The German Constitutional Court ruled that German espionage activity must conform to the country’s constitution, even if conducted overseas on non-German citizens. What’s in the ruling?
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On March 13 and 14, a German court considered two challenges to the U.S. drone program in the Middle East and East Africa. Both cases, brought before the Higher Administrative Court of North Rhine-Westphalia in Münster, assert that Germany bears legal responsibility for the consequences of U.S.-led drone strikes in Yemen and Somalia that were conducted from the U.S. Air Force’s Ramstein base, located in southwestern Germany.
Editor’s Note: For many years, Germany and the United States cooperated to advance mutual foreign policy goals while Germany embedded itself in the European Union. This mutually beneficial arrangement is now in crisis as the Trump administration questions the German alliance and as Europe turns on itself. Gunther Hellmann of the University of Frankfurt gives us a picture of Germany at a crossroads and discusses the perils of each possible path.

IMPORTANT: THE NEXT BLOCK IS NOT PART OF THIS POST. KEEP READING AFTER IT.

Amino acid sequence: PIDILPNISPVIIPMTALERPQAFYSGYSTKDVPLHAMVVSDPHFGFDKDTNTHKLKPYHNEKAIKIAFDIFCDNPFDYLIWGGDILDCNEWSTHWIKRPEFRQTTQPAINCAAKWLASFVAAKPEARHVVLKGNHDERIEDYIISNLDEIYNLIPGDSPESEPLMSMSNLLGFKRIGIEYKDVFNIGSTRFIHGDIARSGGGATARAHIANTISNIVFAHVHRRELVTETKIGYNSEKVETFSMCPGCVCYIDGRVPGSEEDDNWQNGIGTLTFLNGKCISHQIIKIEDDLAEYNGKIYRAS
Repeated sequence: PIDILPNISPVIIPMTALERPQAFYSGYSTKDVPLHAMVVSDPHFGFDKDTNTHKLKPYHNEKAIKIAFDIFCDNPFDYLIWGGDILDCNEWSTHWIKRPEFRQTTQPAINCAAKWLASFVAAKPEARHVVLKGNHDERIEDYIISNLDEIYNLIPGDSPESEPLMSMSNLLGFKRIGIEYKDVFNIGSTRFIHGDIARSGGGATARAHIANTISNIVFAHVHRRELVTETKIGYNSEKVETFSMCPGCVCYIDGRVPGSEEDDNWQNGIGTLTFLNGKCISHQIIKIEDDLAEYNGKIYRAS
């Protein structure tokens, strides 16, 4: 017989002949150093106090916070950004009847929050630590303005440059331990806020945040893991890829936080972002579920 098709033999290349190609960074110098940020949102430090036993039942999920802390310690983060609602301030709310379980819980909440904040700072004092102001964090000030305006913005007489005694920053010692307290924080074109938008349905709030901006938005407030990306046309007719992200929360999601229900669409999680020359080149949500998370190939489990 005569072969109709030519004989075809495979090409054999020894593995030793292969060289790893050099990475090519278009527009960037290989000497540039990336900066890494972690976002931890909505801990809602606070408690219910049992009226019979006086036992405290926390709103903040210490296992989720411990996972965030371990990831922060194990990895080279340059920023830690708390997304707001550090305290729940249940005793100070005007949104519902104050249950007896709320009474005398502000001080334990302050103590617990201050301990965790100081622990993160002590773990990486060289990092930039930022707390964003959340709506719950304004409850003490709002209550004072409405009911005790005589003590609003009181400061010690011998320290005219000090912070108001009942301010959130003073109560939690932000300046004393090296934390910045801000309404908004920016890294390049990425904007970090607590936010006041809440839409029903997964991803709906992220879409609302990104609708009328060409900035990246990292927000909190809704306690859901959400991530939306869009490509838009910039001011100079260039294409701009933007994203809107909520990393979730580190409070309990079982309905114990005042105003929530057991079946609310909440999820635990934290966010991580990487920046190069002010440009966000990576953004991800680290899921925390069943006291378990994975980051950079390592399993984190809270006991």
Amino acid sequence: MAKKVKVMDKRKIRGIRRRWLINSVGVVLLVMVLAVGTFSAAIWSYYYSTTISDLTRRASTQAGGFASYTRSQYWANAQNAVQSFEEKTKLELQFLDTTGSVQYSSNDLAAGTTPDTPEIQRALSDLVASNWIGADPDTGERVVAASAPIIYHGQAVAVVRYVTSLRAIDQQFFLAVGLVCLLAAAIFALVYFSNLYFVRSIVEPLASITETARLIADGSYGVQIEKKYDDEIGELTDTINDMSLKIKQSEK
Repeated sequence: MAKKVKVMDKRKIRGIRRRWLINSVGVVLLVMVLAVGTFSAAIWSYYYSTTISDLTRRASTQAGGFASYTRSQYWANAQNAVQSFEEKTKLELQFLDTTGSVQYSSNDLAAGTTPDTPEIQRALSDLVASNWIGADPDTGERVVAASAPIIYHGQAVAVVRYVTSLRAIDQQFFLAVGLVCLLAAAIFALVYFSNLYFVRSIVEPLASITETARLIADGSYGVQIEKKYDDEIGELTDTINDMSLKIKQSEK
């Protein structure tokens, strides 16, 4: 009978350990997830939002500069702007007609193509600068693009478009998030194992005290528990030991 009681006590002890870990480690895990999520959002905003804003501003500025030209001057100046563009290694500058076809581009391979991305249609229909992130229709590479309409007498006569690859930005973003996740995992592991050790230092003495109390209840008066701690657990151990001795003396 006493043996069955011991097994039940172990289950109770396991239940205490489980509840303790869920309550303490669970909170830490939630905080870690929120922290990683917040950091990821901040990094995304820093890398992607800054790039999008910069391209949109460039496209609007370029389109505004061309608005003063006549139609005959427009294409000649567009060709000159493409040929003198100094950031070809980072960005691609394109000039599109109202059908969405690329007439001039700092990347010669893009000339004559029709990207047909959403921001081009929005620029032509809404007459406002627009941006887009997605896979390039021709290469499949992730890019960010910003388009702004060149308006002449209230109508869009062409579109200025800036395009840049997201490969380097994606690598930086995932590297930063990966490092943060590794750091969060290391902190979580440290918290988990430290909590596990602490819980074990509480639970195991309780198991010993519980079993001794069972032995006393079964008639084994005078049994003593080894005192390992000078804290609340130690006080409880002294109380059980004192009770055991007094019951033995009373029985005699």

In February 2018, the German government’s network was attacked. Germany did not specify what kind of information was accessed by the foreign hackers, but it is publicly known that the hackers successfully attacked the IT system of the Ministry of Foreign Affairs.